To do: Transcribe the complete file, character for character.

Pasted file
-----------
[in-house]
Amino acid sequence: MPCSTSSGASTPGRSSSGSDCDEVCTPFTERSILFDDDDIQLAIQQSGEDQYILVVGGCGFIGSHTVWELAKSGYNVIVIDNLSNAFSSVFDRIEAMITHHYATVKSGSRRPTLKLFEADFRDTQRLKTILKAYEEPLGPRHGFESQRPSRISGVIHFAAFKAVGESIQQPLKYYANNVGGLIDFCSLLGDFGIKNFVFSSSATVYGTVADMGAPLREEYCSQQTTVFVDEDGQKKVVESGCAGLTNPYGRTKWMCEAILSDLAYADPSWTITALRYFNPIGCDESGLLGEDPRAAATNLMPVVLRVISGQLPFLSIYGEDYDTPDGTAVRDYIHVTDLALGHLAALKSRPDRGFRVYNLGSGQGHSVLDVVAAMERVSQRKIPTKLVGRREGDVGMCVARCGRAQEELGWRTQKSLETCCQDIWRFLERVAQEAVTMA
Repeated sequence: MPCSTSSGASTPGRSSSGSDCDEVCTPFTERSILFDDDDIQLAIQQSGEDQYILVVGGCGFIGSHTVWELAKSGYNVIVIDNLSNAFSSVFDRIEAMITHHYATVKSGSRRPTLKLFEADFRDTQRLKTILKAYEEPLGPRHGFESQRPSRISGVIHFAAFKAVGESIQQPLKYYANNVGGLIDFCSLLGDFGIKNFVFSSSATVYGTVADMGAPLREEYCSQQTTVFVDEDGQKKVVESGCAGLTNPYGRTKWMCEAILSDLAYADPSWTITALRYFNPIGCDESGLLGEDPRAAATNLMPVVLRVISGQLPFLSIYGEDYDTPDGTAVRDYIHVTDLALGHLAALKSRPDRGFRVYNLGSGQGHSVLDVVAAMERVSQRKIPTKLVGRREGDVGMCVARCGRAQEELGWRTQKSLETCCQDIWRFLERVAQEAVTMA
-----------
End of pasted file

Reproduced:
[in-house]
Amino acid sequence: MPCSTSSGASTPGRSSSGSDCDEVCTPFTERSILFDDDDIQLAIQQSGEDQYILVVGGCGFIGSHTVWELAKSGYNVIVIDNLSNAFSSVFDRIEAMITHHYATVKSGSRRPTLKLFEADFRDTQRLKTILKAYEEPLGPRHGFESQRPSRISGVIHFAAFKAVGESIQQPLKYYANNVGGLIDFCSLLGDFGIKNFVFSSSATVYGTVADMGAPLREEYCSQQTTVFVDEDGQKKVVESGCAGLTNPYGRTKWMCEAILSDLAYADPSWTITALRYFNPIGCDESGLLGEDPRAAATNLMPVVLRVISGQLPFLSIYGEDYDTPDGTAVRDYIHVTDLALGHLAALKSRPDRGFRVYNLGSGQGHSVLDVVAAMERVSQRKIPTKLVGRREGDVGMCVARCGRAQEELGWRTQKSLETCCQDIWRFLERVAQEAVTMA
Repeated sequence: MPCSTSSGASTPGRSSSGSDCDEVCTPFTERSILFDDDDIQLAIQQSGEDQYILVVGGCGFIGSHTVWELAKSGYNVIVIDNLSNAFSSVFDRIEAMITHHYATVKSGSRRPTLKLFEADFRDTQRLKTILKAYEEPLGPRHGFESQRPSRISGVIHFAAFKAVGESIQQPLKYYANNVGGLIDFCSLLGDFGIKNFVFSSSATVYGTVADMGAPLREEYCSQQTTVFVDEDGQKKVVESGCAGLTNPYGRTKWMCEAILSDLAYADPSWTITALRYFNPIGCDESGLLGEDPRAAATNLMPVVLRVISGQLPFLSIYGEDYDTPDGTAVRDYIHVTDLALGHLAALKSRPDRGFRVYNLGSGQGHSVLDVVAAMERVSQRKIPTKLVGRREGDVGMCVARCGRAQEELGWRTQKSLETCCQDIWRFLERVAQEAVTMA